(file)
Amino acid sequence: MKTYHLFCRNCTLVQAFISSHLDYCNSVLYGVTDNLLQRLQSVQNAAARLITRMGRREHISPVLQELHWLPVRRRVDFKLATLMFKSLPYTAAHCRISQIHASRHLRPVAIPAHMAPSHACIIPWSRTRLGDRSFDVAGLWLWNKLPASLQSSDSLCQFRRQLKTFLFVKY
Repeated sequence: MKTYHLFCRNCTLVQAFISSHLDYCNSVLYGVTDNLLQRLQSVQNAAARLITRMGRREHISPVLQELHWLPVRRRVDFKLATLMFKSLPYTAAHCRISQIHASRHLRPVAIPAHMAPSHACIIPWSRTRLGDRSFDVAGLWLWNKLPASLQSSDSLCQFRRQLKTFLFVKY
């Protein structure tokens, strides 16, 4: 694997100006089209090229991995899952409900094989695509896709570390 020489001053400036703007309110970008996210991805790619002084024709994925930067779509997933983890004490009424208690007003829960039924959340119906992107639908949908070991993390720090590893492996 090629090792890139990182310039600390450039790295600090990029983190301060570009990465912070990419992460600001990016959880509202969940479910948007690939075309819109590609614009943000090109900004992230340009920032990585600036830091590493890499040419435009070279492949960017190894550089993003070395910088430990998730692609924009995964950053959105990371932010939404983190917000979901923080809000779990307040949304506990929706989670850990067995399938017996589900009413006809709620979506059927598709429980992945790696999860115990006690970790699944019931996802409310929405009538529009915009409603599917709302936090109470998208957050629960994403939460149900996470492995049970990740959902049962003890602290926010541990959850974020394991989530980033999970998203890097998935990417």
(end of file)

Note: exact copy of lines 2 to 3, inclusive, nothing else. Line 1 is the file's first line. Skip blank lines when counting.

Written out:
Repeated sequence: MKTYHLFCRNCTLVQAFISSHLDYCNSVLYGVTDNLLQRLQSVQNAAARLITRMGRREHISPVLQELHWLPVRRRVDFKLATLMFKSLPYTAAHCRISQIHASRHLRPVAIPAHMAPSHACIIPWSRTRLGDRSFDVAGLWLWNKLPASLQSSDSLCQFRRQLKTFLFVKY
């Protein structure tokens, strides 16, 4: 694997100006089209090229991995899952409900094989695509896709570390 020489001053400036703007309110970008996210991805790619002084024709994925930067779509997933983890004490009424208690007003829960039924959340119906992107639908949908070991993390720090590893492996 090629090792890139990182310039600390450039790295600090990029983190301060570009990465912070990419992460600001990016959880509202969940479910948007690939075309819109590609614009943000090109900004992230340009920032990585600036830091590493890499040419435009070279492949960017190894550089993003070395910088430990998730692609924009995964950053959105990371932010939404983190917000979901923080809000779990307040949304506990929706989670850990067995399938017996589900009413006809709620979506059927598709429980992945790696999860115990006690970790699944019931996802409310929405009538529009915009409603599917709302936090109470998208957050629960994403939460149900996470492995049970990740959902049962003890602290926010541990959850974020394991989530980033999970998203890097998935990417």